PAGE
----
MORGANTOWN — As far as Google tells us, there is no word for an equation that has no wrong answer.
We’re here to tell you today that WVU men’s hoops coach Bob Huggins is exactly that textbook definition.
The Mountaineers wrapped up what could only be described as an inconsistent season with a 67-65 loss to Maryland in the first round of the NCAA tournament.
It was inconsistent in the fact that just when you thought this team was going to be great, it showed otherwise. When you thought they were simply going to mail it in, the Mountaineers, again, proved otherwise.
In the end, it was a 19-15 season, an eighth-place finish in the Big 12, which was so highly thought of by computer rankings that it was all still good enough for WVU to get an invite to the Big Dance.
It was a short stay, but whether or not you believe this season was successful is an opinion we’ll leave entirely up to you.
We’re here to talk about Huggins’ future, and to his credit, it was not a question he ignored.
“It’s like anything else, you know? You probably got people who enjoy reading what you write, and there’s people who say I wouldn’t read a damn thing he writes,” Huggins began. “I got the same situation going on. I got people who think I should stay on for quite a while, and there’s people probably thinking I ought to pack it in and let some young kid come in and screw it up.”
Huggins’ summation couldn’t have been more dead on.
A quick trip through social media will show you hundreds praising the job Huggins has done, hundreds more who can’t wait for WVU to move on with another coach.
The crazy part of the whole equation is the two sides don’t cancel each other out. Instead, they’re both right.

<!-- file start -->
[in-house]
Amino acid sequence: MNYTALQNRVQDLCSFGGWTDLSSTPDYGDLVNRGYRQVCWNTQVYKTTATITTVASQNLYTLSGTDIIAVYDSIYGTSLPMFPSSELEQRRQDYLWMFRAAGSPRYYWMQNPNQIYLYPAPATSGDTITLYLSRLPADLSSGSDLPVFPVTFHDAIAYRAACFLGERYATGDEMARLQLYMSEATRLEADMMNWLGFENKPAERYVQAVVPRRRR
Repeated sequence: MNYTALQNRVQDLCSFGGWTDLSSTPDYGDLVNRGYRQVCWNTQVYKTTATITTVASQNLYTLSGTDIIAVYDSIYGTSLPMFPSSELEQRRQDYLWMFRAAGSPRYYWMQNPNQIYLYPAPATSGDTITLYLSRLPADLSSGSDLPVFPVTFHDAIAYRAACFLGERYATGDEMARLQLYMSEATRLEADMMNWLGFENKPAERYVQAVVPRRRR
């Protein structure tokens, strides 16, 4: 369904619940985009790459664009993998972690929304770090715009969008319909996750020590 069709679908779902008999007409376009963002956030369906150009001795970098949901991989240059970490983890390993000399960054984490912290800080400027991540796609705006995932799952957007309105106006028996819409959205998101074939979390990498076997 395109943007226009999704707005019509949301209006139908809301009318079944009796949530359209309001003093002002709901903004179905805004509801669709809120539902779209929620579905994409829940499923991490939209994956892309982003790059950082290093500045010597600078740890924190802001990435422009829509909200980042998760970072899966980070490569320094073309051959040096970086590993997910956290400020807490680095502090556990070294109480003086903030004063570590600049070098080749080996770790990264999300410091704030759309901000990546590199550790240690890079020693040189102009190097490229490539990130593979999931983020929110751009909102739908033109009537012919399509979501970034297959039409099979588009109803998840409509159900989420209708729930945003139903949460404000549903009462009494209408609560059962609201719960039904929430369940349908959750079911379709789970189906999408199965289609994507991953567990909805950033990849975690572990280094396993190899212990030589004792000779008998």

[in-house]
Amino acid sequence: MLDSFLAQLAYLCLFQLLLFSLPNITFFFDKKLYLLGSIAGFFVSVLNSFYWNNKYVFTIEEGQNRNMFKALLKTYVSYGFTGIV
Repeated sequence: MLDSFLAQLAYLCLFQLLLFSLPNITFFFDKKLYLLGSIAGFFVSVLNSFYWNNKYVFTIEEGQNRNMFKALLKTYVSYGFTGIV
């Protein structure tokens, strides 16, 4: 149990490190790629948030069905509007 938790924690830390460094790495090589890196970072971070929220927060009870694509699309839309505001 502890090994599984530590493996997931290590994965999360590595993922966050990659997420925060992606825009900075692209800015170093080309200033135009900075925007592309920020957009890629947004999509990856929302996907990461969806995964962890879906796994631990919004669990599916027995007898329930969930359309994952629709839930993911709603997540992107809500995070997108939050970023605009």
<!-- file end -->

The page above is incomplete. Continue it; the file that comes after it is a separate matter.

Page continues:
There simply is no wrong answer.
You’re right for crediting Huggins for getting WVU back to the NCAAs, even for “fixing it,” a phrase the coach has used many times when the program has taken a step back.
You’re also right to criticize him for breaking it in the first place.
At WVU, Huggins has 59 victories against AP Top 25 opponents, more than all other WVU men’s hoops coaches have combined.
WVU is also 97-100 overall in Big 12 regular-season play since joining the league in 2012, basically the textbook definition of average. The Mountaineers have gone three consecutive seasons without winning at least 20 games.
WVU has played in three Big 12 tournament championship games. It’s also gone 38-57 in all Big 12 games in the four years following the last of those three title-game appearances.
He’s taken the program to great heights not seen in 51 years with the 2010 Final Four. He’s also taken the program to depths you wouldn’t wish upon your worst enemy.
It’s when you digest the entirety of the picture without bias that the conclusion comes there is no wrong answer.
Should Huggins be allowed to stay as WVU’s head coach as long as he wants? Absolutely.
Is Huggins on a very hot seat? Absolutely.
The facts of Huggins’ current status is he’s already reached an agreement to remain as the head coach for the 2023-24 season, in which he will earn another $4.15 million, plus incentives.
The next key date is May 1, which, according to his contract, Huggins and WVU athletic director Wren Baker have to reach an agreement by then to extend Huggins’ for the 2024-25 season.
The ultimate question is what view does Baker have of the men’s hoops program?
Does he give credit for the total picture or is he a what-have-you-done-lately kind of guy?
In either case, Baker is in a situation where there is no wrong answer, not exactly a bad position for an athletic director to be.